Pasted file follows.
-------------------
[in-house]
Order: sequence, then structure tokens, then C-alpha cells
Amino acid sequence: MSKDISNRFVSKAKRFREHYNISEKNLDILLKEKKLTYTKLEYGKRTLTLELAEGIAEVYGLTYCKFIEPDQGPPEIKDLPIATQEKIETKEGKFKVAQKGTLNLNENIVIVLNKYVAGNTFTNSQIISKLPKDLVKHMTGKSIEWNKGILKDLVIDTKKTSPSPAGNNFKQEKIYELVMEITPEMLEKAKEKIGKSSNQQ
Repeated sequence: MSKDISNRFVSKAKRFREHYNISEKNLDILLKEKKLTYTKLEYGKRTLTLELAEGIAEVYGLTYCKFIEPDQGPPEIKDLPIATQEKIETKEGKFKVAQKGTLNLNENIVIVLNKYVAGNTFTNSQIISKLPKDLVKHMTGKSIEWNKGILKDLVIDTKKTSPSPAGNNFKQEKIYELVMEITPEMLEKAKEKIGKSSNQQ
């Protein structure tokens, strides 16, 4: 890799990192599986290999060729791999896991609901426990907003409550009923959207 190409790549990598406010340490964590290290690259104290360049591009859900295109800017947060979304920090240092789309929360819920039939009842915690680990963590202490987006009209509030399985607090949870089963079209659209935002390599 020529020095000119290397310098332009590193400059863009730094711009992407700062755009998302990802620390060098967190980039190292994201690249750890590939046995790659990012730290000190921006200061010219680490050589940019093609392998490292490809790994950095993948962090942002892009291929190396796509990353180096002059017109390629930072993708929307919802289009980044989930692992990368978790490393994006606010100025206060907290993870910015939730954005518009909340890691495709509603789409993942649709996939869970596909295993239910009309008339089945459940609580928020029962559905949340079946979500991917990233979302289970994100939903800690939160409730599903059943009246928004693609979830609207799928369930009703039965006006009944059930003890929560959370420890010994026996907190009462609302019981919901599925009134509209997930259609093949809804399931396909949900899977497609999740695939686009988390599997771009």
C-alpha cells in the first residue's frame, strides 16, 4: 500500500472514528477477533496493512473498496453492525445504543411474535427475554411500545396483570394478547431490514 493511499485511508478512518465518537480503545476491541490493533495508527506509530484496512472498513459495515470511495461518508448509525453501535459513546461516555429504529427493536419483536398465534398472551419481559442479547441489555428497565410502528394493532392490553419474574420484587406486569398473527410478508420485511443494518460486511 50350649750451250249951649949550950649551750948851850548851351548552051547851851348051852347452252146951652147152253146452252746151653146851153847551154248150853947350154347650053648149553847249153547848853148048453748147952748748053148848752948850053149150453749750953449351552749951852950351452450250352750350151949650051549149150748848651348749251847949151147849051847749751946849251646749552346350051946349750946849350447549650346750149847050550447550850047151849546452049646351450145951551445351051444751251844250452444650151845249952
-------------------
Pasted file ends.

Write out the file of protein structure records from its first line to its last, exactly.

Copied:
[in-house]
Order: sequence, then structure tokens, then C-alpha cells
Amino acid sequence: MSKDISNRFVSKAKRFREHYNISEKNLDILLKEKKLTYTKLEYGKRTLTLELAEGIAEVYGLTYCKFIEPDQGPPEIKDLPIATQEKIETKEGKFKVAQKGTLNLNENIVIVLNKYVAGNTFTNSQIISKLPKDLVKHMTGKSIEWNKGILKDLVIDTKKTSPSPAGNNFKQEKIYELVMEITPEMLEKAKEKIGKSSNQQ
Repeated sequence: MSKDISNRFVSKAKRFREHYNISEKNLDILLKEKKLTYTKLEYGKRTLTLELAEGIAEVYGLTYCKFIEPDQGPPEIKDLPIATQEKIETKEGKFKVAQKGTLNLNENIVIVLNKYVAGNTFTNSQIISKLPKDLVKHMTGKSIEWNKGILKDLVIDTKKTSPSPAGNNFKQEKIYELVMEITPEMLEKAKEKIGKSSNQQ
């Protein structure tokens, strides 16, 4: 890799990192599986290999060729791999896991609901426990907003409550009923959207 190409790549990598406010340490964590290290690259104290360049591009859900295109800017947060979304920090240092789309929360819920039939009842915690680990963590202490987006009209509030399985607090949870089963079209659209935002390599 020529020095000119290397310098332009590193400059863009730094711009992407700062755009998302990802620390060098967190980039190292994201690249750890590939046995790659990012730290000190921006200061010219680490050589940019093609392998490292490809790994950095993948962090942002892009291929190396796509990353180096002059017109390629930072993708929307919802289009980044989930692992990368978790490393994006606010100025206060907290993870910015939730954005518009909340890691495709509603789409993942649709996939869970596909295993239910009309008339089945459940609580928020029962559905949340079946979500991917990233979302289970994100939903800690939160409730599903059943009246928004693609979830609207799928369930009703039965006006009944059930003890929560959370420890010994026996907190009462609302019981919901599925009134509209997930259609093949809804399931396909949900899977497609999740695939686009988390599997771009």
C-alpha cells in the first residue's frame, strides 16, 4: 500500500472514528477477533496493512473498496453492525445504543411474535427475554411500545396483570394478547431490514 493511499485511508478512518465518537480503545476491541490493533495508527506509530484496512472498513459495515470511495461518508448509525453501535459513546461516555429504529427493536419483536398465534398472551419481559442479547441489555428497565410502528394493532392490553419474574420484587406486569398473527410478508420485511443494518460486511 50350649750451250249951649949550950649551750948851850548851351548552051547851851348051852347452252146951652147152253146452252746151653146851153847551154248150853947350154347650053648149553847249153547848853148048453748147952748748053148848752948850053149150453749750953449351552749951852950351452450250352750350151949650051549149150748848651348749251847949151147849051847749751946849251646749552346350051946349750946849350447549650346750149847050550447550850047151849546452049646351450145951551445351051444751251844250452444650151845249952